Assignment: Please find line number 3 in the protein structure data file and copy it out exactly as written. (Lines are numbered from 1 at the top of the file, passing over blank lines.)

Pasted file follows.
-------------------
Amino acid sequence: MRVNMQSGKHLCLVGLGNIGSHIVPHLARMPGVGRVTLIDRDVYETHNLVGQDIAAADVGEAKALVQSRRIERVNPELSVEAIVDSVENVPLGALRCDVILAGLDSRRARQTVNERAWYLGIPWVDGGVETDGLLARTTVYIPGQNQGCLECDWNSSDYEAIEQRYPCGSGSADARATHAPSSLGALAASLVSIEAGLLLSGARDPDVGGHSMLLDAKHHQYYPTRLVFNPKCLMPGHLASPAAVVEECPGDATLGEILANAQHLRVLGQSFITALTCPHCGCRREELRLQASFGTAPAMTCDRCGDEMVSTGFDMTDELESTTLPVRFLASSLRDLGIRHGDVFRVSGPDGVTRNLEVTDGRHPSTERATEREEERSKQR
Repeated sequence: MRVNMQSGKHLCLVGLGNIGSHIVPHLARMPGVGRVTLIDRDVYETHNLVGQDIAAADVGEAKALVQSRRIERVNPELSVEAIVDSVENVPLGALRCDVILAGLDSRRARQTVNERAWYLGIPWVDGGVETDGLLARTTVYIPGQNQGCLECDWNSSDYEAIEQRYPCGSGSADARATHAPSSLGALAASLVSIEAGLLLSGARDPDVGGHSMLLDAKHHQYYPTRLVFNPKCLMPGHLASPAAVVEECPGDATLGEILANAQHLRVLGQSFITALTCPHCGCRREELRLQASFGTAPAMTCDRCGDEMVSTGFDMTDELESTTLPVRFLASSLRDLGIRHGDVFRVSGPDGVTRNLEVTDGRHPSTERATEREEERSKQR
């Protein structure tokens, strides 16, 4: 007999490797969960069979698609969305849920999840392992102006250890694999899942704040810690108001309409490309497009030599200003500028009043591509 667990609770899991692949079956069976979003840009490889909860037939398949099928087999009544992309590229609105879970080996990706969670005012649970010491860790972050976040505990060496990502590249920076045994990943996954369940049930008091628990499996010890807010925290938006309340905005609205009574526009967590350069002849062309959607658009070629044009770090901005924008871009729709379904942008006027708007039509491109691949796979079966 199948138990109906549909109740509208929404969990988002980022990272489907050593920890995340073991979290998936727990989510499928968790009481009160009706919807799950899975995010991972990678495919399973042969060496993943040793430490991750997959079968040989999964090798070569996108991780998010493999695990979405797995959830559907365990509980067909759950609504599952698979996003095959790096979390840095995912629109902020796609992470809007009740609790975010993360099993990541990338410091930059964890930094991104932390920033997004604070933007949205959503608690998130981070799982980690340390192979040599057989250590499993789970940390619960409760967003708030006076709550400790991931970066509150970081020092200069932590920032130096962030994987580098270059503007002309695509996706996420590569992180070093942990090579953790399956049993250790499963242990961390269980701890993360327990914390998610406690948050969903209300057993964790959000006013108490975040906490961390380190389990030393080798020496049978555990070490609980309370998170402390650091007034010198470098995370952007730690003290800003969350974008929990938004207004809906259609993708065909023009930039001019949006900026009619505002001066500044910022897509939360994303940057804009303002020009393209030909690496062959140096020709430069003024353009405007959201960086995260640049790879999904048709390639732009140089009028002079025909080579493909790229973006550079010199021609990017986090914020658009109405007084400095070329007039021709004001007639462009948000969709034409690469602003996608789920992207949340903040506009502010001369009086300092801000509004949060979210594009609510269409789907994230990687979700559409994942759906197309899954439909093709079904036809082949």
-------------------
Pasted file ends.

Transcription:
């Protein structure tokens, strides 16, 4: 007999490797969960069979698609969305849920999840392992102006250890694999899942704040810690108001309409490309497009030599200003500028009043591509 667990609770899991692949079956069976979003840009490889909860037939398949099928087999009544992309590229609105879970080996990706969670005012649970010491860790972050976040505990060496990502590249920076045994990943996954369940049930008091628990499996010890807010925290938006309340905005609205009574526009967590350069002849062309959607658009070629044009770090901005924008871009729709379904942008006027708007039509491109691949796979079966 199948138990109906549909109740509208929404969990988002980022990272489907050593920890995340073991979290998936727990989510499928968790009481009160009706919807799950899975995010991972990678495919399973042969060496993943040793430490991750997959079968040989999964090798070569996108991780998010493999695990979405797995959830559907365990509980067909759950609504599952698979996003095959790096979390840095995912629109902020796609992470809007009740609790975010993360099993990541990338410091930059964890930094991104932390920033997004604070933007949205959503608690998130981070799982980690340390192979040599057989250590499993789970940390619960409760967003708030006076709550400790991931970066509150970081020092200069932590920032130096962030994987580098270059503007002309695509996706996420590569992180070093942990090579953790399956049993250790499963242990961390269980701890993360327990914390998610406690948050969903209300057993964790959000006013108490975040906490961390380190389990030393080798020496049978555990070490609980309370998170402390650091007034010198470098995370952007730690003290800003969350974008929990938004207004809906259609993708065909023009930039001019949006900026009619505002001066500044910022897509939360994303940057804009303002020009393209030909690496062959140096020709430069003024353009405007959201960086995260640049790879999904048709390639732009140089009028002079025909080579493909790229973006550079010199021609990017986090914020658009109405007084400095070329007039021709004001007639462009948000969709034409690469602003996608789920992207949340903040506009502010001369009086300092801000509004949060979210594009609510269409789907994230990687979700559409994942759906197309899954439909093709079904036809082949």